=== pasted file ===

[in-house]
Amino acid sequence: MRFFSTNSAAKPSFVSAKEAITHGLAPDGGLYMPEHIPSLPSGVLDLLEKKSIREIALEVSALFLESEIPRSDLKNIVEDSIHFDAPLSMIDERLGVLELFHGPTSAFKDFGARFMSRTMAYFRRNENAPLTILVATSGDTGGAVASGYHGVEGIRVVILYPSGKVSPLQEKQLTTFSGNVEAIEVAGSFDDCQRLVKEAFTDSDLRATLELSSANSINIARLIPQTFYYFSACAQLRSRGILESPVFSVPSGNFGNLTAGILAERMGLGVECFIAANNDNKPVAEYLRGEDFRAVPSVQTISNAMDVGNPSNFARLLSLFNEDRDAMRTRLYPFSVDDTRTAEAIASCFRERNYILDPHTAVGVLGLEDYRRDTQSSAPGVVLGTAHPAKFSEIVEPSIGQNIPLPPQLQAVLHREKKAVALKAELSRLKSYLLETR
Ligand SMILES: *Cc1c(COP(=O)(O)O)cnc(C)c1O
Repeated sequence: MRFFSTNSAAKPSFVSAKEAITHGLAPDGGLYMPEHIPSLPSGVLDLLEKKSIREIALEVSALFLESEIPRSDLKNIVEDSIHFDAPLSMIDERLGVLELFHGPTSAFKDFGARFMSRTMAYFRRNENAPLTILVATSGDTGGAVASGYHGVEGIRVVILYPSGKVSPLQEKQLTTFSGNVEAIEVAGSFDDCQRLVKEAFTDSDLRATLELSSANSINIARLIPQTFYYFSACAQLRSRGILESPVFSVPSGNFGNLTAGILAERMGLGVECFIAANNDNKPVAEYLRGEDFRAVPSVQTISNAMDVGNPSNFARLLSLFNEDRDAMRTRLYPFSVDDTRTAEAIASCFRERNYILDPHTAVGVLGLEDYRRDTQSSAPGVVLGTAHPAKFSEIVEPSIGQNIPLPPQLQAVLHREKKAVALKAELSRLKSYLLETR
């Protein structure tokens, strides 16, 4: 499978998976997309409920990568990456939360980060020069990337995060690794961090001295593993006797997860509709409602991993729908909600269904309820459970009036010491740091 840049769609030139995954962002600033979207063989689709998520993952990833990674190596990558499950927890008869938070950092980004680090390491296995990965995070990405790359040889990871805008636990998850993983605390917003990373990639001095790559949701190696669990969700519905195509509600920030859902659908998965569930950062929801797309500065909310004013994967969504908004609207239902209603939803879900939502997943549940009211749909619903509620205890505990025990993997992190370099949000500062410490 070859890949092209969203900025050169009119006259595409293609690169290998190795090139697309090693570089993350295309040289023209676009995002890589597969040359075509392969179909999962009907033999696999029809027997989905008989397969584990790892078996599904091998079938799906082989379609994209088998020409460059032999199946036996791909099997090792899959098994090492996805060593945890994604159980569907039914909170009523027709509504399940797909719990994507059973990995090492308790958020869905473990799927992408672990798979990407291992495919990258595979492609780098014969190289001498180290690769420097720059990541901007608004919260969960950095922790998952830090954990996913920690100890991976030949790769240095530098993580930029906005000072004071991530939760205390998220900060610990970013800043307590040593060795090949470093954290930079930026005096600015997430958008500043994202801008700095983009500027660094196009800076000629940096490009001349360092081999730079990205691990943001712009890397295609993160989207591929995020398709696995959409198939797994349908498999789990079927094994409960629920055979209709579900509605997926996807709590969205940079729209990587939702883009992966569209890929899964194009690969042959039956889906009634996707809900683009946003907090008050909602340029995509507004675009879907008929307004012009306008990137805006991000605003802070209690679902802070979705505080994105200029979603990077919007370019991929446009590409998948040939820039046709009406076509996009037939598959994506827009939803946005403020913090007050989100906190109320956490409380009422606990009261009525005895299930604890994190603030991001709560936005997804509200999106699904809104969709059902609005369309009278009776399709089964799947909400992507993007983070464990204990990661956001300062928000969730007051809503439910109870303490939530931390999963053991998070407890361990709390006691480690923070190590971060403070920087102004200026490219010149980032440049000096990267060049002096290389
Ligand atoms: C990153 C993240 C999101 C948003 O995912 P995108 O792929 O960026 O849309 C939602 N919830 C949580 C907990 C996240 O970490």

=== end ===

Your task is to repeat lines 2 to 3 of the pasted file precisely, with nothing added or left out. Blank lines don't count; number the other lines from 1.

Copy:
Amino acid sequence: MRFFSTNSAAKPSFVSAKEAITHGLAPDGGLYMPEHIPSLPSGVLDLLEKKSIREIALEVSALFLESEIPRSDLKNIVEDSIHFDAPLSMIDERLGVLELFHGPTSAFKDFGARFMSRTMAYFRRNENAPLTILVATSGDTGGAVASGYHGVEGIRVVILYPSGKVSPLQEKQLTTFSGNVEAIEVAGSFDDCQRLVKEAFTDSDLRATLELSSANSINIARLIPQTFYYFSACAQLRSRGILESPVFSVPSGNFGNLTAGILAERMGLGVECFIAANNDNKPVAEYLRGEDFRAVPSVQTISNAMDVGNPSNFARLLSLFNEDRDAMRTRLYPFSVDDTRTAEAIASCFRERNYILDPHTAVGVLGLEDYRRDTQSSAPGVVLGTAHPAKFSEIVEPSIGQNIPLPPQLQAVLHREKKAVALKAELSRLKSYLLETR
Ligand SMILES: *Cc1c(COP(=O)(O)O)cnc(C)c1O